It is hard to believe that Giacomo Puccini’s La Bohème could have failed at its premiere in Turin in 1896, when it was conducted by the 28-year-old Toscanini.
It’s one of the great tearjerkers of all time and one of the most popular operas ever written.
The libretto is based on Henri Murger’s autobiographical novel, Scenes de La Vie de Boheme, first published in 1848 and dealing with his youthful artistic struggles, which had taken place some twenty years earlier.
It is the definitive statement about love among the artists in Paris’s Latin Quarter in the 1830s.
This performance, directed by Richard Jones and conducted by Antonio Pappano, was seen at the Royal Opera House in 2017 with Nicole Car, Marcel Fabiano and Marius Kwiecien.
When La Bohème is well sung and acted as it is here, I could go on listening to Puccini’s gorgeous music for ever.
But anybody, who was brought up on the ROH’s previous production by John Copley and designed by Julia Trevelyan Oman, is going to be disappointed with the set.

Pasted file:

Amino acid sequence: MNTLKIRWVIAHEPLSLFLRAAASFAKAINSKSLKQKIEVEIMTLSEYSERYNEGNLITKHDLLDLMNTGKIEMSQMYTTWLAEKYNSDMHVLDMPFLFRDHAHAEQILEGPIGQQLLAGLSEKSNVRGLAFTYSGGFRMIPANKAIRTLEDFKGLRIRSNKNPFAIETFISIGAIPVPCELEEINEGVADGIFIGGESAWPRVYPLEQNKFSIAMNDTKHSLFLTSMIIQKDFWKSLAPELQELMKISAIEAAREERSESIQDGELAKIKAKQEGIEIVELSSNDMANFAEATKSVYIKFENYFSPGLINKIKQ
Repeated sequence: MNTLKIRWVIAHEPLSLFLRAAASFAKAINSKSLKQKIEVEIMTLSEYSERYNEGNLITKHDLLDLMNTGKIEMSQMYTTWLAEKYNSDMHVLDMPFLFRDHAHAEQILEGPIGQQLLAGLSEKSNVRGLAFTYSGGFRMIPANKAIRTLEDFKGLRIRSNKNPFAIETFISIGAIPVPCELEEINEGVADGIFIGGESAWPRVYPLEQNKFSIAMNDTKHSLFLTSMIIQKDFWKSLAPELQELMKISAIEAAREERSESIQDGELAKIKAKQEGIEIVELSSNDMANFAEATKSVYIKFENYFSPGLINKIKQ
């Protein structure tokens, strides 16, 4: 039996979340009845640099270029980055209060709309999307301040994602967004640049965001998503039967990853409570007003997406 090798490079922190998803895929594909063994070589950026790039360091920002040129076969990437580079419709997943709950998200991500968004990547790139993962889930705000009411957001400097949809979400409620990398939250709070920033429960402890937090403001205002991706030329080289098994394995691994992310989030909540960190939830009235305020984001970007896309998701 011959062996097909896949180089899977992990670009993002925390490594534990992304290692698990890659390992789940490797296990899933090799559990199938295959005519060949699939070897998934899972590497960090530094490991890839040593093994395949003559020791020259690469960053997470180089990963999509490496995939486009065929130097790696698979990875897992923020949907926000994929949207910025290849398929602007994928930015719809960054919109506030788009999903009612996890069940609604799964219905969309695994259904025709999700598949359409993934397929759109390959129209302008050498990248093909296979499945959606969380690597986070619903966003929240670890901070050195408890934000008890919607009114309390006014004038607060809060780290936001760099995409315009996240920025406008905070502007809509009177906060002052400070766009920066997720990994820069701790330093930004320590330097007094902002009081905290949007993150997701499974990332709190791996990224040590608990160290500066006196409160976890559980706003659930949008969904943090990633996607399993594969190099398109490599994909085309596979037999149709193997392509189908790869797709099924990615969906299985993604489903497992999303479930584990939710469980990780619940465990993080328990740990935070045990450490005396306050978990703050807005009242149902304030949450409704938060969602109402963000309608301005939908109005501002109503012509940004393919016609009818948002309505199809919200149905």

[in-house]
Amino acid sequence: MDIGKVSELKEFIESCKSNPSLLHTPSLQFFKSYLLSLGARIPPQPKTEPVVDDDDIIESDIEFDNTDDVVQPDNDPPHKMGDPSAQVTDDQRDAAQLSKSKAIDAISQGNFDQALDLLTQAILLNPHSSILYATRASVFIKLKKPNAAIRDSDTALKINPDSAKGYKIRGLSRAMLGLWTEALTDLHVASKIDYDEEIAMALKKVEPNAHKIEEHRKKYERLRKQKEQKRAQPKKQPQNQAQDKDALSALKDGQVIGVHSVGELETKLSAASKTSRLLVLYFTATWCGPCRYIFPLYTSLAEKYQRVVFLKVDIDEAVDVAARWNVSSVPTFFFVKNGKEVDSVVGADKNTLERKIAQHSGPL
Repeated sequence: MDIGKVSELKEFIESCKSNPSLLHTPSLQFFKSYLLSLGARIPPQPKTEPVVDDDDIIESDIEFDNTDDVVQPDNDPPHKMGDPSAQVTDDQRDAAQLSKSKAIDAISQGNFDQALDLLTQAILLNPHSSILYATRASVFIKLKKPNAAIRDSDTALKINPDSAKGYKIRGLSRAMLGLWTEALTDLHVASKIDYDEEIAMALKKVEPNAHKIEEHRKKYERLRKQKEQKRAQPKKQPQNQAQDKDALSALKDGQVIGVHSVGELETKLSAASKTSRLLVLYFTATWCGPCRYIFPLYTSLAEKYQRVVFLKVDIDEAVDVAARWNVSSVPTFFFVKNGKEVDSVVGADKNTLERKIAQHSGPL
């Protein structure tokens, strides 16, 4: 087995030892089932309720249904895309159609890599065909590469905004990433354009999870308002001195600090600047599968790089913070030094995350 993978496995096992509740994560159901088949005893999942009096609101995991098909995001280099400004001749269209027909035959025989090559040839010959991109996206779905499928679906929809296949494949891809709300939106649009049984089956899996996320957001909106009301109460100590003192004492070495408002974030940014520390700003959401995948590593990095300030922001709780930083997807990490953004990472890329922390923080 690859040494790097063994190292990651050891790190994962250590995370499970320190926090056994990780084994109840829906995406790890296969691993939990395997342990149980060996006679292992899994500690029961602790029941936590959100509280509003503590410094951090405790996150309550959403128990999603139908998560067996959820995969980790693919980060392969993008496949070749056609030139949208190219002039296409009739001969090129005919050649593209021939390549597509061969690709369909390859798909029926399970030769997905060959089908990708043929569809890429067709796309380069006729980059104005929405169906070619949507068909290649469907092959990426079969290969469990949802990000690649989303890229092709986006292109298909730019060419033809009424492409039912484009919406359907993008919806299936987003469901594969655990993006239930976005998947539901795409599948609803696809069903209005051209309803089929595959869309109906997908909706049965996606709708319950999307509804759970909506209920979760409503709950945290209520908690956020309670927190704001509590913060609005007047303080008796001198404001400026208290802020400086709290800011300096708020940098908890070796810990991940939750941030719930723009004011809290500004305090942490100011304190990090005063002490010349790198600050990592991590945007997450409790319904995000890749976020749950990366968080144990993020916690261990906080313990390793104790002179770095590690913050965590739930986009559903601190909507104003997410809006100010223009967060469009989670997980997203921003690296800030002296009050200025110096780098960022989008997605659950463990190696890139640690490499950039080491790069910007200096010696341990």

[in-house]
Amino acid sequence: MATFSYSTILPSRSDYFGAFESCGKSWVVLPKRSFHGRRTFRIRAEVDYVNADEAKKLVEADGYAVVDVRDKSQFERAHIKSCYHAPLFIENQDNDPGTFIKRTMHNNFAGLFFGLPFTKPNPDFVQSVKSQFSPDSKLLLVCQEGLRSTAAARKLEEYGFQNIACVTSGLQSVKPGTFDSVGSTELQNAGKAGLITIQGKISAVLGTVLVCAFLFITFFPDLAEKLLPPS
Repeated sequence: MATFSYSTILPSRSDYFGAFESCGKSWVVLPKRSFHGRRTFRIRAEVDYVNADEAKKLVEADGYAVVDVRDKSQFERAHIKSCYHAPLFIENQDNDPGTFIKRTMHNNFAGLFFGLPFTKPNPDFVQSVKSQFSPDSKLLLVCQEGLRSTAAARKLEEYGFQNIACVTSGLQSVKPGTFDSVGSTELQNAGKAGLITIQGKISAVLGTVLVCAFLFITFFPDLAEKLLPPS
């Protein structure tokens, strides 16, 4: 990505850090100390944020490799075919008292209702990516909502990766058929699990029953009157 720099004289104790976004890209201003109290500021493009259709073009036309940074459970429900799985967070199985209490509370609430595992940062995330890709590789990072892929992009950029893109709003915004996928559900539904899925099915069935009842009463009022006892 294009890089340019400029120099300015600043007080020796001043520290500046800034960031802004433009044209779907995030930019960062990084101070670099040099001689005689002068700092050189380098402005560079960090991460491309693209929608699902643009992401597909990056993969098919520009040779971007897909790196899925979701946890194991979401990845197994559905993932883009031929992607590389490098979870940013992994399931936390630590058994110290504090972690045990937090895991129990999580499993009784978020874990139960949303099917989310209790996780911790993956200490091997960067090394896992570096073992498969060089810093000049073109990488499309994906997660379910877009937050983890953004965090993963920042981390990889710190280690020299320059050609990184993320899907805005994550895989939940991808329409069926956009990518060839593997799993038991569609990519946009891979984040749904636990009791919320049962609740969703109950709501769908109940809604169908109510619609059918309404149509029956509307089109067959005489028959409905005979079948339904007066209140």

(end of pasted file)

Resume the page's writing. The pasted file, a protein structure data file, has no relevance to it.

The attic looks like it has been plonked on the stage in the middle of nowhere and is waiting to be furnished. It doesn’t look lived-in. It’s a stark empty shell with just an old stove and spotlessly clean beams. Presumably all the furniture has been burned as firewood.
The second act, set in the busy streets, arcades and restaurant, is so opulent that it feels like a completely different production. The Café Momus set looks far too posh and expensive for impoverished Bohemians.
Musetta (Simona Mihai), a very drunk grisette, sings her waltz standing on the tables. She takes off a shoe, puts her foot in people’s food and then, the coup de grace, takes off her knickers and dumps them in the lap of her lover Marcello (Mariusz Kwiecien). Why not his face?
So much money has been spent on Act Two that there is no money left for Act Three. The tavern looks as though it is stranded in an empty space.
In Act Four we are back in the stripped-bare attic and the Bohemians are behaving like little boys, scribbling all over the beams and drawing silly pictures over the wall and door. There’s not even a bed for Mimi to die on. She dies on a rug on the floor, her head resting against the stove.
Rodolfo (Marcel Fabiano, impetuous) and Mimi (Nicole Car, vulnerable), sharing autobiographies and their dreams in Act One and saying goodbye in Act Three when they are joined by Marcello and Musetta (who are having one of their usual quarrels) are the opera’s high spots. The emotional intensity and drama are there for all to hear.